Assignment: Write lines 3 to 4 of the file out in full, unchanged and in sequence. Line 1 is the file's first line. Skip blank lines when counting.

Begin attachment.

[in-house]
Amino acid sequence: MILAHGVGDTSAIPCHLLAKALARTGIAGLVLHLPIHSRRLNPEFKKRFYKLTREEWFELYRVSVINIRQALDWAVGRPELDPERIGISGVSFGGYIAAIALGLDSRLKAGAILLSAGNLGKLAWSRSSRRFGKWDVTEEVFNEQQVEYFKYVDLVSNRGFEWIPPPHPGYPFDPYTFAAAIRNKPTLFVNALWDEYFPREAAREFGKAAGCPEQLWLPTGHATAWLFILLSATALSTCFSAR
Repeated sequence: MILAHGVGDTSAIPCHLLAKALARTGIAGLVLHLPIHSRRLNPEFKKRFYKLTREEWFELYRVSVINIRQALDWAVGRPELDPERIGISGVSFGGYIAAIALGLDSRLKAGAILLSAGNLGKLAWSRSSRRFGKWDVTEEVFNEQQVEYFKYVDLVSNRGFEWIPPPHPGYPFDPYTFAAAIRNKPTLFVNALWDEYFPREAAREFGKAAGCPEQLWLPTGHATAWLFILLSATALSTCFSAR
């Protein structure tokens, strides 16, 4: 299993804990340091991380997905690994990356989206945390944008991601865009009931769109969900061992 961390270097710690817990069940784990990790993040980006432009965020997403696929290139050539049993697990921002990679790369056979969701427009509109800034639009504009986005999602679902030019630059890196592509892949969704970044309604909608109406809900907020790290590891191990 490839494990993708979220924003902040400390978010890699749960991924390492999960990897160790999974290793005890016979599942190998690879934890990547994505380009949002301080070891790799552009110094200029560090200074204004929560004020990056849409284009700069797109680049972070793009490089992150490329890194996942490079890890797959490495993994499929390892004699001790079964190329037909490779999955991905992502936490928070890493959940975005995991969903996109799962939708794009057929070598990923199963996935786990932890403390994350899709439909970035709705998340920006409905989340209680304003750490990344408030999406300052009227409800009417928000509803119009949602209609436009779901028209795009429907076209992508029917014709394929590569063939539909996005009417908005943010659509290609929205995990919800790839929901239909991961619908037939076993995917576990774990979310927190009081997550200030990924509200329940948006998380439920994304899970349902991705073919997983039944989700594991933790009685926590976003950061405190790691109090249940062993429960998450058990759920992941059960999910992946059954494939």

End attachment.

Repeated sequence: MILAHGVGDTSAIPCHLLAKALARTGIAGLVLHLPIHSRRLNPEFKKRFYKLTREEWFELYRVSVINIRQALDWAVGRPELDPERIGISGVSFGGYIAAIALGLDSRLKAGAILLSAGNLGKLAWSRSSRRFGKWDVTEEVFNEQQVEYFKYVDLVSNRGFEWIPPPHPGYPFDPYTFAAAIRNKPTLFVNALWDEYFPREAAREFGKAAGCPEQLWLPTGHATAWLFILLSATALSTCFSAR
């Protein structure tokens, strides 16, 4: 299993804990340091991380997905690994990356989206945390944008991601865009009931769109969900061992 961390270097710690817990069940784990990790993040980006432009965020997403696929290139050539049993697990921002990679790369056979969701427009509109800034639009504009986005999602679902030019630059890196592509892949969704970044309604909608109406809900907020790290590891191990 490839494990993708979220924003902040400390978010890699749960991924390492999960990897160790999974290793005890016979599942190998690879934890990547994505380009949002301080070891790799552009110094200029560090200074204004929560004020990056849409284009700069797109680049972070793009490089992150490329890194996942490079890890797959490495993994499929390892004699001790079964190329037909490779999955991905992502936490928070890493959940975005995991969903996109799962939708794009057929070598990923199963996935786990932890403390994350899709439909970035709705998340920006409905989340209680304003750490990344408030999406300052009227409800009417928000509803119009949602209609436009779901028209795009429907076209992508029917014709394929590569063939539909996005009417908005943010659509290609929205995990919800790839929901239909991961619908037939076993995917576990774990979310927190009081997550200030990924509200329940948006998380439920994304899970349902991705073919997983039944989700594991933790009685926590976003950061405190790691109090249940062993429960998450058990759920992941059960999910992946059954494939």